Disease: Anaplasmosis

This page provides general information about  this condition; reveal the text by clicking on  the green headers. Press releases, results from DWHC investigations as well as other useful documents and relevant literature can be found at the bottom of the page.

Pathogen

Anaplasmosis, is a disease caused by intracellular bacteria of the Anaplasmatacetae family (order Rickettsiales). Several species of Anaplasma can cause disease in a range of animal species and in some cases in humans.

Susceptible species

The precise range of animal species susceptible to infection with the different Anaplasma species is not known. Anaplasma phagocytophilum is well known as a cause of disease in wild and domestic animals and humans in which it infects the white blood cells. Anaplasmosis in species of domestic and wild ruminants is typically caused by Anaplasma marginale which infects the red blood cells.

Signs in animals

Infection with Anaplasma phagocytophilum has been reported to cause fever, depression, loss of appetite and weight loss in dogs and cats (1).

Ruminants infected with Anaplasma marginale become anemic showing weakness, pallor and maybe jaundice. Infection in animals <1 year of age tends to be subclinical but the severity of the disease increases with age and can be fatal in adult cattle (2).

Infection of animals

Anaplasmosis is typically transmitted by infected ticks and some species of blood-sucking flies. Domestic ruminants can also be infected via blood from infected animals during de-horning procedures or with needles (2).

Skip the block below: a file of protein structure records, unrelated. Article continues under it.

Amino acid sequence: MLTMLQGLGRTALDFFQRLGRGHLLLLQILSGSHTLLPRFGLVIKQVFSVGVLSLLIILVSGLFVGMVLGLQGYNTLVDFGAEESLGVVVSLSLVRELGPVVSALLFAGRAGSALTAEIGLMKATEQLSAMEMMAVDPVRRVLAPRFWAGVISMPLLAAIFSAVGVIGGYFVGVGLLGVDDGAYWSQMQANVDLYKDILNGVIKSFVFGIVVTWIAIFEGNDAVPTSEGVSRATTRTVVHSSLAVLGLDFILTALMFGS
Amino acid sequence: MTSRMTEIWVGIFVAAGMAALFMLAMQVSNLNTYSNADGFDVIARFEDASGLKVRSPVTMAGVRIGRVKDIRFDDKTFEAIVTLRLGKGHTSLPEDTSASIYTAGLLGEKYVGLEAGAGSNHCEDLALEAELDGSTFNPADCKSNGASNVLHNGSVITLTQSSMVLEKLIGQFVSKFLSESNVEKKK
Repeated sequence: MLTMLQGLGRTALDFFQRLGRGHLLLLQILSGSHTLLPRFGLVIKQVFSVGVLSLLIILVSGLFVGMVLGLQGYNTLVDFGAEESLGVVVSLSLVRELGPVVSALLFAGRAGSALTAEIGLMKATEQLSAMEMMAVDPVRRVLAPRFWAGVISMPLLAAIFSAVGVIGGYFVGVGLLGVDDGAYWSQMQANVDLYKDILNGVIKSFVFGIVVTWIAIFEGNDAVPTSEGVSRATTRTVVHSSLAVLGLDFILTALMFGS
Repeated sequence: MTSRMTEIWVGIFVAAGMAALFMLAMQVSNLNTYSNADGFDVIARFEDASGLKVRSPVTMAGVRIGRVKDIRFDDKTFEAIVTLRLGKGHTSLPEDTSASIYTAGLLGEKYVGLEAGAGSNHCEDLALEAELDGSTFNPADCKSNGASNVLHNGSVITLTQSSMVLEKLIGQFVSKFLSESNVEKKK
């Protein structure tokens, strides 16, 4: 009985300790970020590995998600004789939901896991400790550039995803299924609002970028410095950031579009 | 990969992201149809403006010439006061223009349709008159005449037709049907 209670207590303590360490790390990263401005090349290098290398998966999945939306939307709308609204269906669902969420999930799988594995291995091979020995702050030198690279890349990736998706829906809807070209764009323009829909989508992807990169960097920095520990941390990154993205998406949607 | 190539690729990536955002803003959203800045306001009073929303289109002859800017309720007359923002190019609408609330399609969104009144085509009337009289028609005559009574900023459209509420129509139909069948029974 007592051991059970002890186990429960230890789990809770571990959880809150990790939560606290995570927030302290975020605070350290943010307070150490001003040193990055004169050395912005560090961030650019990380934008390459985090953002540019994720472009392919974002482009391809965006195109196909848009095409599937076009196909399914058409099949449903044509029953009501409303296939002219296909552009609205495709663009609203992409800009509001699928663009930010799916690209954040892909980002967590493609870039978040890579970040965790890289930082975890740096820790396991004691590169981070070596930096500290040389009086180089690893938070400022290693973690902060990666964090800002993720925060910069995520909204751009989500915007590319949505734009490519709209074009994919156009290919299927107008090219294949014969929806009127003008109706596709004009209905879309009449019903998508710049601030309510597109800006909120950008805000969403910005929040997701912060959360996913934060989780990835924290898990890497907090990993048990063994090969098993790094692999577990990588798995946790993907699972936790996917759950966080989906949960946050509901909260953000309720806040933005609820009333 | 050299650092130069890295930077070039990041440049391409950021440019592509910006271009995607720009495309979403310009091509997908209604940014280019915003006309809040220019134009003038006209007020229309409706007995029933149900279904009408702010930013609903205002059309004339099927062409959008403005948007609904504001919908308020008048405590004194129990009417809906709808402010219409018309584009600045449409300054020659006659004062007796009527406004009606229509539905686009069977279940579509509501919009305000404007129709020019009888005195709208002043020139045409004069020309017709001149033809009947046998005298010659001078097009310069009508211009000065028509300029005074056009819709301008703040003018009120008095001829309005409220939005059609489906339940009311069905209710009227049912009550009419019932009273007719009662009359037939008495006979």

Symptoms in people

Symptoms of anaplasmosis in humans typically develop within 1-2 weeks after the tick bite and may include fever, headache, muscle pain and general malaise. Some cases develop into severe illness and can lead to death.

 

Infection of people

Anaplasma infection in humans is typically a result of a bite from an infected tick (3).

 

Geographical distribution

Anaplasmosis occurs in tropical and sub-tropical regions, including Southern Europe. Changes in the distribution of the tick vectors in recent years has also led to the detection of Anaplasma exposure in animals in other parts of Europe, including wild boar in Belgium (4) and wild rodents in the UK (5).

 

Preventative measures

In some areas disease in cattle has been controlled by implementation of tick control measures and vaccination is available against infection with some species.

Humans are advised to minimise the risk of tick bites for example by avoiding areas with high grass or leaf litter and by checking themselves, pets and outdoor equipment thoroughly after returning from outdoor activities (6).

  1. Poitout F, Shinozaki J, Stockwell P, Holland C, Shukla S. Genetic Variants of Anaplasma phagocytophilumInfecting Dogs in Western Washington State. J. Clin. Microbiol. 2005, 43(2): 796-80.
  2. http://www.oie.int/fileadmin/Home/fr/Health_standards/tahm/2.04.01_BOVINE_ANAPLASMOSIS.pdf
  3. Parola P, Davoust B, Raoult D: Tick- and flea-borne rickettsial emerging zoonoses. Vet Res. 2005, 36: 469-492.
  4. Nahayo A, Bardiau M, Volpe R, Pirson J, Paternostre J, Fett T, Linden A. Molecular evidence of Anaplasma phagocytophilum in wild boar (Sus scrofa) in Belgium. BMC Veterinary Research 2014 10:80
  5. Ogden NH, Bown K, Horrocks BK, Woldehiwet Z, Bennett M: Granulocytic Ehrlichia infection in ixodid ticks and mammals in woodlands and uplands of the U.K. Med Vet Entomol. 1998, 12: 423-429.
  6. https://www.cdc.gov/anaplasmosis/symptoms/index.html

External information

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